The Spaghetti Nebula.
Simeis 147 (click the astronomical map above for an enlarged view), also known as the Spaghetti Nebula, SNR G180.0-01.7 or Sharpless 2-240, is a supernova remnant in the Milky Way, straddling the border between the constellations Auriga and Taurus. Discovered in 1952 at the Crimean Astrophysical Observatory using a 25-inch Schmidt-Cassegrain telescope, it is difficult to observe due to its extremely low brightness. The nebulous area is fairly large with an almost spherical shell and filamentary structure. The remnant has an apparent diameter of approximately 3 degrees, an estimated distance of approximately 3000 (±350) light-years, and an age of approximately 40,000 years, the equivalent of eight Moons lined up side to side. There are two estimates of the distance to this nebula. The first put it some 880 parsecs (2,870 light years) away from the Earth, which would mean that Simeis 147 occupies a spherical volume with a diameter between 140 and 200 light years. If we consider that the distance to the nearest star, Proxima Centauri, is only 4.2 light years, we can imagine the huge dimensions of this astronomical object. This object is expanding at a velocity of around 100 km/sec and appears to have sufficient energy to emit radiation which includes gamma rays, as measured by the Fermi satellite. The size in the sky of the remains of this supernova is spectacular, in its interior, although not in the centre of the remains of the explosion, is the pulsar PSR J0538 + 2817, the nucleus of a massive and extremely concentrated star that rotates at high speed.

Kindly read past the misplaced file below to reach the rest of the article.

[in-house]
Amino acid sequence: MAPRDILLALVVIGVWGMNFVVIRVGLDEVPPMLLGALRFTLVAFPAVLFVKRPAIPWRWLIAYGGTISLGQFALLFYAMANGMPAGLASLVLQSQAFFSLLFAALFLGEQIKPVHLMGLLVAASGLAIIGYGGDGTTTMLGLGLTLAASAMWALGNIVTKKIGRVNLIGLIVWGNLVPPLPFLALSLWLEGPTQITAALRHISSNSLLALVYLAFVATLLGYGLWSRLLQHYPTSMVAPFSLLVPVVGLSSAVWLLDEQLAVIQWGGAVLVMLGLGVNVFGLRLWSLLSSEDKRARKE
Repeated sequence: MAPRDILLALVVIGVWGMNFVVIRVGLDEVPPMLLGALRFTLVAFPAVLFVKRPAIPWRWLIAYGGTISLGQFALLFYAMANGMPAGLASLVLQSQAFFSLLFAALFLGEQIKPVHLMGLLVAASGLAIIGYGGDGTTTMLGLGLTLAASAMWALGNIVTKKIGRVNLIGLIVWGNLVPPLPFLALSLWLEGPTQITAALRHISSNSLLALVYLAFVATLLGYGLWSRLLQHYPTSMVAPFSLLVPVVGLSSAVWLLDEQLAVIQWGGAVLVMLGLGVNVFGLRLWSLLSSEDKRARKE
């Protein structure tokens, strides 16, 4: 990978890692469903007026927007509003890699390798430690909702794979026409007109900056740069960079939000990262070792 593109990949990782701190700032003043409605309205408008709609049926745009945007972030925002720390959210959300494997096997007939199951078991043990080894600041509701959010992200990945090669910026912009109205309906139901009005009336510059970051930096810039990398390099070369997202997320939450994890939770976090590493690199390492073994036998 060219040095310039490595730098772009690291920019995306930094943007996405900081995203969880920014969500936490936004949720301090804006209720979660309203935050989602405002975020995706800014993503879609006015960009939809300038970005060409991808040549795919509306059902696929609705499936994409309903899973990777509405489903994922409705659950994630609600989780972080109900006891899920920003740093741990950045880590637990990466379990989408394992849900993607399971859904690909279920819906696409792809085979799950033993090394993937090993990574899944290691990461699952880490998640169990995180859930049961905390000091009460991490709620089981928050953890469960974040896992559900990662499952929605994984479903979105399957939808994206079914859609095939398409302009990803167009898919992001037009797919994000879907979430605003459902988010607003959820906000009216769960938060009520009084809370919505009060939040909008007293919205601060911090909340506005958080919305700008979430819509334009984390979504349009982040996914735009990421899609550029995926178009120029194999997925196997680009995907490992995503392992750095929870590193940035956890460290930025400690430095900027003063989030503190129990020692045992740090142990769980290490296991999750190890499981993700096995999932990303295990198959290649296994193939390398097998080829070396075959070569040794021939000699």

Recent studies suggest that the star that exploded was a massive star that had a similar star as a companion. When the latter exploded, the mass distribution varied and both were ejected at high speed. That is why the position of the pulsar does not coincide with the geometric centre of the supernova remnant, which is displaced just opposite to HD 37424, a giant star that would have shared the central position some 30,000 years ago.
A supernova is a cosmic phenomenon that happens in the last stellar evolutionary stages of a giant star’s life. It is characterized by one massive explosion that triggers the sudden appearance of a new bright star before gradually diminish over many weeks or months. The word “nova” is a Latin word meaning “new.” In astronomy, it refers to be a temporary new bright star. The “super” in supernovae signifies far less luminous. Meanwhile, the term supernova was established by Walter Baade and Fritz Zwicky in 1931. During the last thousand years, there was only three Milky Way supernova that was observed. Many were seen in other galaxies utilizing telescopes. The Kepler’s Supernova in 1604 was the most recent that was directly seen in the Milky Way. In the statically observation of supernovae, it indicates that supernova happens on average about three times every century in the Milky Way.
Credit: Instituto de Astroffsica de Canarieas, Steemit, Wikipedia.